Filling Jobs in the Era of Full Employment

Having more time to pursue passions, nurture relationships and stay active improves worker productivity by making employees happier while giving them more energy emotionally and physically. 

Every day, businesses in America, whether they are machine shops, fabrication shops, restaurants or retail establishments, are facing the same problem—not enough people to fill their job openings. For a minute, take away the legitimate lack of highly skilled trades professionals such as CNC programmers, machine repair professionals on the blue-collar side, and the lack of accountants and IT professionals on the white-collar side, and simply focus on the lack of able bodies to fill entry-level or low-skill jobs. Simply put, there aren’t enough. The United States workforce is at full employment.

According to Marty Feldstein, professor of economics at Harvard University, the U.S. has been at full employment since at least June of 2015. He bases his belief on an acceleration of wages to attract and retain employees. Couple that with the longest job growth streak of more than 80 consecutive months of job gains the U.S. has enjoyed, the data is clearly validating what employers are feeling regarding the lack of labor.

Employers are in a new and uncomfortable position. There has been a shift in power within the labor pool; the worker now has many job options, and they are looking for the best deal for themselves. Wages, location, benefits are all still important. Now employers need to add to the list work-life balance, a huge collective mind-set amongst millennials.

One employer who is listening and growing his revenue at the same time, is Shark Tank funding recipient Stephan Aarstol, CEO and founder of beach-lifestyle company, Tower. After striking a deal for $150,000 with Mark Cuban for 30 percent of his company, Mr. Aarstol has grown his annual revenue from $500,000 to $9 million in less than five years. And his employees only work five hours per day, without a reduction in pay from the previous eight hours per day income level.

In his book, “The Five-Hour Workday: Live Differently, Unlock Productivity, and Find Happiness,” he argues that “the idea that workers can be productive being forced to endure 70 percent of their week at work so they can enjoy the other 30 percent seems to me to be a clear case of collective insanity.”

To be clear, Tower only reduced employee work time by 120 minutes, while creating much more employee freedom to enjoy life during the week. “The five-hour day is about managing human energy more efficiently by working in bursts over a shorter period,” Mr. Aarstol says, adding, “Humans are not machines. So just because you see employees at their desk for eight hours doesn’t mean they are being productive. Even some of your best employees probably only accomplish two to three hours of actual work over the standard work day.”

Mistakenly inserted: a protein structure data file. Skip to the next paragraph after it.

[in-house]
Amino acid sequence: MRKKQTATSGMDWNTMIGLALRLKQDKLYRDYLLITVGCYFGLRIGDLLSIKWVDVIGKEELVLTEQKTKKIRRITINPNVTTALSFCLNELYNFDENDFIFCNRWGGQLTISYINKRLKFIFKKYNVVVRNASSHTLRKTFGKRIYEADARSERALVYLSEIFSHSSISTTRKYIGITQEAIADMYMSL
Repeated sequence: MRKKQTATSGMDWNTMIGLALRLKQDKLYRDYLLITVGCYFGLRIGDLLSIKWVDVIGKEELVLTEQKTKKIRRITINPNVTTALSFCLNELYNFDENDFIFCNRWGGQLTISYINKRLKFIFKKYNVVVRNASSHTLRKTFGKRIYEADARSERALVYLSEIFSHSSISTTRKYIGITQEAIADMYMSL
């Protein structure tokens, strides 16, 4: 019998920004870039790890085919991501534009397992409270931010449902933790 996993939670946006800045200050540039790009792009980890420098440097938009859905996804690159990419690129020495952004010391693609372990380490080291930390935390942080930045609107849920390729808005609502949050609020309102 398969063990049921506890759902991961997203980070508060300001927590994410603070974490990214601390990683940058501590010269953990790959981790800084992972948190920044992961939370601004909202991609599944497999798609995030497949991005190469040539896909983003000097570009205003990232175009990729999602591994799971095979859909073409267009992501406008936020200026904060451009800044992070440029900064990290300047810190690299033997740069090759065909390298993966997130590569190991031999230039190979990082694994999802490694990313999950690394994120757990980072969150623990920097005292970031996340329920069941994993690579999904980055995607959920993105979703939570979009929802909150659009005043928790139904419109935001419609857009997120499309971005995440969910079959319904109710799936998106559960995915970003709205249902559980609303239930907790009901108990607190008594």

According to Mr. Aarstol, having more time to pursue passions, nurture relationships and stay active improves worker productivity by making employees happier while giving them more energy emotionally and physically. Furthermore, he says, a five-hour workday bakes in time management by forcing employees to prioritize high-value activities.

A corollary of this work-life balance shift has been the movement from contractor positions to freelance positions. For many years, large companies could hire contractors in departments such as engineering for projects. Those employees would come in through a third-party employer who would handle recruiting, payroll responsibilities and benefits to the employee, who would not become an internal employee of the company. This allowed the employer the workforce flexibility to get project-based work done, without the long-term commitment to the worker accomplishing the work. And it eliminated employee legacy costs such as pensions or 401K.

While many employees are still willing to do contract work, an increasing number are choosing to do freelance work instead. The use of online portals such as or to offer their services to an employer allows them the work-life balance they value so highly. They can work as often or as little as they would like, whenever or wherever they would like. While this type of work dynamic would not work for a restaurant worker or plumber, for knowledge-based workers, it is seen by many people as an ideal way to build the life, not the career, they want.